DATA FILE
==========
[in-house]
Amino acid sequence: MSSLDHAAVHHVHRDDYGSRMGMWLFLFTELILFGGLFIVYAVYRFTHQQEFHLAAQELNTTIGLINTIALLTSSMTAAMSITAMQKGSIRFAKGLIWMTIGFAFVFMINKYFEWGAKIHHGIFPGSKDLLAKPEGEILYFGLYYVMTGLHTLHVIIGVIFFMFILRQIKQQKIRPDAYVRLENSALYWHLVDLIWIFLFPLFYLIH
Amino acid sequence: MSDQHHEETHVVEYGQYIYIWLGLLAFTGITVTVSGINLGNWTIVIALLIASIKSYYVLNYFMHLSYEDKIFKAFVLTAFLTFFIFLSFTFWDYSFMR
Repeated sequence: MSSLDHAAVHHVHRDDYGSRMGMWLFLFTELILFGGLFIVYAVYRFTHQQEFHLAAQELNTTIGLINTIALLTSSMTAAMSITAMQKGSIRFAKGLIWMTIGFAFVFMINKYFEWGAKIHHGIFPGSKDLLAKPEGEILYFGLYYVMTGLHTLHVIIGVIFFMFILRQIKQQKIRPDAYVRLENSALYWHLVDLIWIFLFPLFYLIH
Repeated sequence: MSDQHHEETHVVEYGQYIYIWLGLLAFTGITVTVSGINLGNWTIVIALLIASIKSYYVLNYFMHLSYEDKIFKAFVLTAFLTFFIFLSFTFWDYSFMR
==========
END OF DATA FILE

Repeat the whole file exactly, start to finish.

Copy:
[in-house]
Amino acid sequence: MSSLDHAAVHHVHRDDYGSRMGMWLFLFTELILFGGLFIVYAVYRFTHQQEFHLAAQELNTTIGLINTIALLTSSMTAAMSITAMQKGSIRFAKGLIWMTIGFAFVFMINKYFEWGAKIHHGIFPGSKDLLAKPEGEILYFGLYYVMTGLHTLHVIIGVIFFMFILRQIKQQKIRPDAYVRLENSALYWHLVDLIWIFLFPLFYLIH
Amino acid sequence: MSDQHHEETHVVEYGQYIYIWLGLLAFTGITVTVSGINLGNWTIVIALLIASIKSYYVLNYFMHLSYEDKIFKAFVLTAFLTFFIFLSFTFWDYSFMR
Repeated sequence: MSSLDHAAVHHVHRDDYGSRMGMWLFLFTELILFGGLFIVYAVYRFTHQQEFHLAAQELNTTIGLINTIALLTSSMTAAMSITAMQKGSIRFAKGLIWMTIGFAFVFMINKYFEWGAKIHHGIFPGSKDLLAKPEGEILYFGLYYVMTGLHTLHVIIGVIFFMFILRQIKQQKIRPDAYVRLENSALYWHLVDLIWIFLFPLFYLIH
Repeated sequence: MSDQHHEETHVVEYGQYIYIWLGLLAFTGITVTVSGINLGNWTIVIALLIASIKSYYVLNYFMHLSYEDKIFKAFVLTAFLTFFIFLSFTFWDYSFMR